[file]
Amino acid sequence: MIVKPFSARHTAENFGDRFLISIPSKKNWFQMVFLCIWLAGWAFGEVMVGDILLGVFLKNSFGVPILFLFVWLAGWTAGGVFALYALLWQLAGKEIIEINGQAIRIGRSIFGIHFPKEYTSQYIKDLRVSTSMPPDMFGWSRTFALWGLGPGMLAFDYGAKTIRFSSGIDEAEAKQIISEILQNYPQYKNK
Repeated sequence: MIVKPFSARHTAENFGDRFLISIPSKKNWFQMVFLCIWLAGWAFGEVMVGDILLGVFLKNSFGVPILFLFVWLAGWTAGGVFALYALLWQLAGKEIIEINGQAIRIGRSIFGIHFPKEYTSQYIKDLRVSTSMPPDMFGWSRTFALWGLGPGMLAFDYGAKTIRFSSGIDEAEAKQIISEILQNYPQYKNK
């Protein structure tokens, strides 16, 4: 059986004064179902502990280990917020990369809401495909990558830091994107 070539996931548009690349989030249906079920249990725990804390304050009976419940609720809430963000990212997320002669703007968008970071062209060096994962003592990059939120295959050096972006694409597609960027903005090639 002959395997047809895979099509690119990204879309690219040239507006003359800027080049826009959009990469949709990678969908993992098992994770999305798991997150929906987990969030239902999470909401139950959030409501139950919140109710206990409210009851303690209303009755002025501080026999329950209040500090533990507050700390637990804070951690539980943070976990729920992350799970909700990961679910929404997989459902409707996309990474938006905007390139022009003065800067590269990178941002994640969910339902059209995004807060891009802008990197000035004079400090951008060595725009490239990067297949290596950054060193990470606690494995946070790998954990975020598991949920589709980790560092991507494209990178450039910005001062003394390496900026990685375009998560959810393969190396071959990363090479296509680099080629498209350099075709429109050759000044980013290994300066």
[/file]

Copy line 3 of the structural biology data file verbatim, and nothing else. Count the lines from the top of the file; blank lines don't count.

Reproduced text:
């Protein structure tokens, strides 16, 4: 059986004064179902502990280990917020990369809401495909990558830091994107 070539996931548009690349989030249906079920249990725990804390304050009976419940609720809430963000990212997320002669703007968008970071062209060096994962003592990059939120295959050096972006694409597609960027903005090639 002959395997047809895979099509690119990204879309690219040239507006003359800027080049826009959009990469949709990678969908993992098992994770999305798991997150929906987990969030239902999470909401139950959030409501139950919140109710206990409210009851303690209303009755002025501080026999329950209040500090533990507050700390637990804070951690539980943070976990729920992350799970909700990961679910929404997989459902409707996309990474938006905007390139022009003065800067590269990178941002994640969910339902059209995004807060891009802008990197000035004079400090951008060595725009490239990067297949290596950054060193990470606690494995946070790998954990975020598991949920589709980790560092991507494209990178450039910005001062003394390496900026990685375009998560959810393969190396071959990363090479296509680099080629498209350099075709429109050759000044980013290994300066």